This paper traces the interactions of scientists, farmers, and politicians of the State of South Australia (SA) with countries of the Middle East and North Africa (MENA) in the two-way flow of technology and knowledge for intensifying the dryland farming systems frontier. These exchanges were motivated by the strong similarities in the climate of the two regions, both characterized by a relatively dry Mediterranean climate. From the 1930s SA farmers and scientists developed productive dryland farming systems through the integration of sheep and wheat. The key to this system was the incorporation of legume pasture species that had arrived accidentally in SA from the countries of the Mediterranean region. To obtain more diverse pasture species and wild types, SA scientists made sporadic exchanges and visits to the Mediterranean region from the late 19th century. This culminated in systematic and increasingly frequent, scientific expeditions from the early 1950s to collect wild pasture species, after their huge economic benefits to SA agriculture had become apparent. Based on these collections and many subsequent expeditions, SA established the world’s largest genebank for Mediterranean pasture legumes that became an integral part of its scientific efforts to improve its dryland farming systems.
The paper then relates how South Australian actors attempted to export their dryland farming system including the introduced pasture legumes back to the MENA countries from around 1970. This reverse transfer was initiated through the Food and Agriculture Organization of the United Nations and CGIAR (formerly the Consultative Group on International Agricultural Research). However, much of the transfer was contracted by the South Australian public and private sectors directly with countries and organizations in MENA. The major aim was to establish markets for SA machinery, technical expertise and even pasture seed derived from species endemic to the region, taking advantage of resources provided by the 1970s oil boom. At the same time, Australian scientists and local officials in MENA saw a huge opportunity to improve cereal and livestock productivity that would accelerate development of the region. More than a dozen research-cum-demonstration projects were mounted employing Australian expertise and inputs. Some of these were technically successful but ultimately failed due to a host of social, economic, and institutional reasons.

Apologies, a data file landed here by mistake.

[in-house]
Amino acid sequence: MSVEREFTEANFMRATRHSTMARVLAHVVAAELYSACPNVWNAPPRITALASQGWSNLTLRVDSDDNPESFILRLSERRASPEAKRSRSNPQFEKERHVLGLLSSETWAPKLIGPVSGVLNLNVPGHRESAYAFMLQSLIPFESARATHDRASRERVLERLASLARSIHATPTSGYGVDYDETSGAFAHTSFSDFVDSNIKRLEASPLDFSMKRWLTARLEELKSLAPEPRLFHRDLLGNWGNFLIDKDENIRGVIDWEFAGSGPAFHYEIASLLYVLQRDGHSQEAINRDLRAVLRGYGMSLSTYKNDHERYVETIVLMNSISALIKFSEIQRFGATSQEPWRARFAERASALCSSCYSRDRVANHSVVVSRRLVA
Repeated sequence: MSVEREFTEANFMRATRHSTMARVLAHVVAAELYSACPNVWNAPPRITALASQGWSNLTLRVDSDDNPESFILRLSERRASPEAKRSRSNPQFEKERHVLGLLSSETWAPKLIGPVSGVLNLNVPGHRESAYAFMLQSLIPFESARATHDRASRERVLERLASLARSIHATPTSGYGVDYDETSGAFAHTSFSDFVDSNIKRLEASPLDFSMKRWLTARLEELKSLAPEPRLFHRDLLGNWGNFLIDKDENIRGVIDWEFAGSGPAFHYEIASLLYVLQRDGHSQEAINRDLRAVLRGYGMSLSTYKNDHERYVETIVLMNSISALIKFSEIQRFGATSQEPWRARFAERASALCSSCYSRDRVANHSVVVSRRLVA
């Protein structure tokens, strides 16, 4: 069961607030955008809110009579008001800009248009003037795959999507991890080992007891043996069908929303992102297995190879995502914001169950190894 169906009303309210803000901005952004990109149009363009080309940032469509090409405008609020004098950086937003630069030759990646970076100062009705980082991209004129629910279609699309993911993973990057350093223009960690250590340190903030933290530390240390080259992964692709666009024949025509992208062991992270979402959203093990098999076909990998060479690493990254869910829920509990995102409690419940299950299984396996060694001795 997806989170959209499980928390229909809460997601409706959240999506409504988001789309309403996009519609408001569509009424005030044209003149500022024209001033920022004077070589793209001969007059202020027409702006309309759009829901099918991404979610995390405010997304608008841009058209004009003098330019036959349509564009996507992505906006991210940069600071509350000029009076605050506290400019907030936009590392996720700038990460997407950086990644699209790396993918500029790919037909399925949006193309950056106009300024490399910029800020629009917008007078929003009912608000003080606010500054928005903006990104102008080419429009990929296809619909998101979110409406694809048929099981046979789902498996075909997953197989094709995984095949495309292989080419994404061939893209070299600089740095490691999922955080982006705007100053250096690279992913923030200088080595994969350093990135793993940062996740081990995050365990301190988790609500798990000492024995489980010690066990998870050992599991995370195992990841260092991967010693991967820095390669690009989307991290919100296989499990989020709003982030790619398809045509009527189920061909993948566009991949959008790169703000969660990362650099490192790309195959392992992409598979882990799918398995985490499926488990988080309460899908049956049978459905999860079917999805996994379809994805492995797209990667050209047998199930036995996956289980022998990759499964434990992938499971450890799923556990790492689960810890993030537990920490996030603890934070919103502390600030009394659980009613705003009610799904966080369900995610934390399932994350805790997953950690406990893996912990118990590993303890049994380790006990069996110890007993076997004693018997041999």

The concluding section reflects on the limitations of using “climatic analogues” as a basis for expansion of a commodity frontier through technology transfer across regions of very different social, economic and institutional contexts, the place of international organizations in the post-colonial period in breaking down long-standing imperial barriers to scientific interchange, and the outsized role of individuals who enthusiastically championed the application of a specific technology in the face of mounting evidence of its lack of suitability. The conclusions also reflect on the nuances provided by this study to the emerging historiology of commodity frontiers.